In a huge blow to the hopes of one of the two host nations for this summer’s World Championships, Bulgarian setter Georgi Bratoev has been ruled out of the tournament after undergoing surgery for a broken foot.
The injury, originally suffered during week 3 of the Nations League, has brought a roller-coaster of emotions to Bratoev’s teammates. At first, it appeared severe, but then the team was brought initial relief when he was on the next week’s roster anyway. After the foot continued to cause him pain, he underwent an MRI which revealed the break, but still was anticipated to return for the World Championships, which begin on September 9th – almost 2 months after his surgery.
The latest turn has him out of the tournament after evaluation by a French doctor.
The 30-year old Bratoev has spent more than a decade with the Bulgarian team, including a bronze medal won at the 2009 European Championships. 25-year old Georgi Seganov took over for Bratoev at the Nations League, without much obvious drop-off in performance. Both players are very tall for the position (Bratoev is 6’8″, Seganov is 6’6″), and Seganov wound up with a higher running-sets-per-set average at the Nations League than did Bratoev.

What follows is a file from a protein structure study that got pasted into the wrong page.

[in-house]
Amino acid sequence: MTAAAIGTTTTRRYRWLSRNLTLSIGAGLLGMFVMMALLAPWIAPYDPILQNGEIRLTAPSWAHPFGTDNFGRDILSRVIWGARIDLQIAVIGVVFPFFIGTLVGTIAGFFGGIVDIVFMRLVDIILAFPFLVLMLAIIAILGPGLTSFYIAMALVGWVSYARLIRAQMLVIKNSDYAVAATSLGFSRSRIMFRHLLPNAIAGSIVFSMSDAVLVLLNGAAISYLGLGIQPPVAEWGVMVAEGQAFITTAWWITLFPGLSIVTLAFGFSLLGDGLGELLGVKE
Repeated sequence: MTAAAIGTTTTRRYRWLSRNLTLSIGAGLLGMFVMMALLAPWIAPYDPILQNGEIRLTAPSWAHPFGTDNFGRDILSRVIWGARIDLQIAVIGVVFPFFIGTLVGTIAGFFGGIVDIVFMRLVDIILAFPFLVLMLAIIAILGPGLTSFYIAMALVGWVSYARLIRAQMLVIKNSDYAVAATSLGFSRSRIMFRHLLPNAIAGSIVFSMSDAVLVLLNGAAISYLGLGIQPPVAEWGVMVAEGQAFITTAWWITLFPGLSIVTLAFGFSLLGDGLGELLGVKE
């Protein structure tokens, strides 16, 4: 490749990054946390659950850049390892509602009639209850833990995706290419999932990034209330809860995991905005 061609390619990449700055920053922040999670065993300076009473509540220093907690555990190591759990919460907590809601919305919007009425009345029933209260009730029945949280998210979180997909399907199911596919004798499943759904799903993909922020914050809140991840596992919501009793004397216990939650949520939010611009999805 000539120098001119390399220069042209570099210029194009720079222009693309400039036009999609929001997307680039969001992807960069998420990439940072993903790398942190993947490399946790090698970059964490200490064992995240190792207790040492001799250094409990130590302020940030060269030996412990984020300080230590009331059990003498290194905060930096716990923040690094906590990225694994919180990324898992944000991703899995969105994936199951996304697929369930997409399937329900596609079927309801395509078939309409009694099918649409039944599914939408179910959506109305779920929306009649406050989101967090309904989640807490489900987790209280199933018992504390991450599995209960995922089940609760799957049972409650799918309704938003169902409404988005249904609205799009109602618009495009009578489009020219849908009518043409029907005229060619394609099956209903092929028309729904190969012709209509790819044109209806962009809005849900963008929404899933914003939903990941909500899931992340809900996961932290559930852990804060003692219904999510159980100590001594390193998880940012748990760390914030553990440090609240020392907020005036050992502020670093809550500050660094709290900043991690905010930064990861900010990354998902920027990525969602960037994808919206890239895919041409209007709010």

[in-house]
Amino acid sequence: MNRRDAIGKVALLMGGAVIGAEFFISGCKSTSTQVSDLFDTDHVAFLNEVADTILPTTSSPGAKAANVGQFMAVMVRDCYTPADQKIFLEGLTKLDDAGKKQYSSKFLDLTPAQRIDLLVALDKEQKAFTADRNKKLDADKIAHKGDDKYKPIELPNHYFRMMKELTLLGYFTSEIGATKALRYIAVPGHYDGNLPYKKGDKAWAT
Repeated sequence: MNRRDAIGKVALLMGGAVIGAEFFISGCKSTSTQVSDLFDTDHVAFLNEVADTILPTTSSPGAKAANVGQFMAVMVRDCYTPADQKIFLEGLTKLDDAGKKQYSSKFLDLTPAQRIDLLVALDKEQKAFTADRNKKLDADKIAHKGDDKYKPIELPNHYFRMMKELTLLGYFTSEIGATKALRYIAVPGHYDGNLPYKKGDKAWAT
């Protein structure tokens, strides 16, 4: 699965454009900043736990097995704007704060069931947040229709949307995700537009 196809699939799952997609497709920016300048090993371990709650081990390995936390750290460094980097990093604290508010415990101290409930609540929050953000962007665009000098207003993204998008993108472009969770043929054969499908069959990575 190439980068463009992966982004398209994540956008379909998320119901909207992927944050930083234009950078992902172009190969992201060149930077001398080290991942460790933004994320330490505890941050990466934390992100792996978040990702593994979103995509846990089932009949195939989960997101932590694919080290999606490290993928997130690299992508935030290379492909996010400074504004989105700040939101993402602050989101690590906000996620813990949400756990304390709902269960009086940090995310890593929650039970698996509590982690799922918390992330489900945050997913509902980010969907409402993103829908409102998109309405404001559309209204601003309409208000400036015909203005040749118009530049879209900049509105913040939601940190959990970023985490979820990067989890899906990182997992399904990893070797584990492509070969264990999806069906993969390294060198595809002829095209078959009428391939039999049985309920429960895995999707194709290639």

The team was 2-3 before Bratoev’s injury and 3-4 after, in spite of the tougher matches, including a finale win over Brazil, coming in the back half of their tournament.
The team left on Monday for a high-altitude training camp in Belmeken, where they will stay until August 11th.
“The aim of this camp is to get in good physical condition so that players can recover better after World Championship matches,” said Konstantin Plamen.
He lamented the challenges that the team is having with injuries suffered in the Nations League ahead of the July 30th deadline to cut his roster to 22 players, saying that he’s having to bring extra players at every position save for libero because of some uncertainty around the health of his players.
As a result, he has called, for example, Miroslav Gradinarov, who can play as a reserve at two positions.
Bulgaria, who play their first-round pool at home in Varna, will host Cuba, Finland, Iran, Poland, and Puerto Rico in what turned out to be a much more challenging pool than their co-hosts Italy had to face. They will need to finish only in the top 4 in that pool, however, to advance to the 2nd round of competition.
They will play the opening match of the whole tournament, on September 9th, against Finland.